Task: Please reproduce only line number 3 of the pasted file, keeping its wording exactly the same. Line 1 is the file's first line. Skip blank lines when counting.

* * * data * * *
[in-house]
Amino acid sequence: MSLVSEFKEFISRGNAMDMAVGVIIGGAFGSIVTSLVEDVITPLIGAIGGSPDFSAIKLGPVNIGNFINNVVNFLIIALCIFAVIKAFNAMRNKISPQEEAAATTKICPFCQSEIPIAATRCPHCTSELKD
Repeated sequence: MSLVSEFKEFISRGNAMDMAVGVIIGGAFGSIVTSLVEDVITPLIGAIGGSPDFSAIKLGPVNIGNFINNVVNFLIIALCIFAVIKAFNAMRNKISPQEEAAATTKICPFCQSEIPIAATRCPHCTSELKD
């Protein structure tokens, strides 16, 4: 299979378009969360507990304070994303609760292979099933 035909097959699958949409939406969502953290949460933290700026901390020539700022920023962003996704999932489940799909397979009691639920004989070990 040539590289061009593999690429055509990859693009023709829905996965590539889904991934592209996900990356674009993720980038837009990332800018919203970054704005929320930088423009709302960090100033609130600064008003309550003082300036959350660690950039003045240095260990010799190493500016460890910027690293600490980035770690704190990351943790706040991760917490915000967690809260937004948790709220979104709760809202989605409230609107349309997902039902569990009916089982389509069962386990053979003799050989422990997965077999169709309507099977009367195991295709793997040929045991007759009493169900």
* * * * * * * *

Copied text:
Repeated sequence: MSLVSEFKEFISRGNAMDMAVGVIIGGAFGSIVTSLVEDVITPLIGAIGGSPDFSAIKLGPVNIGNFINNVVNFLIIALCIFAVIKAFNAMRNKISPQEEAAATTKICPFCQSEIPIAATRCPHCTSELKD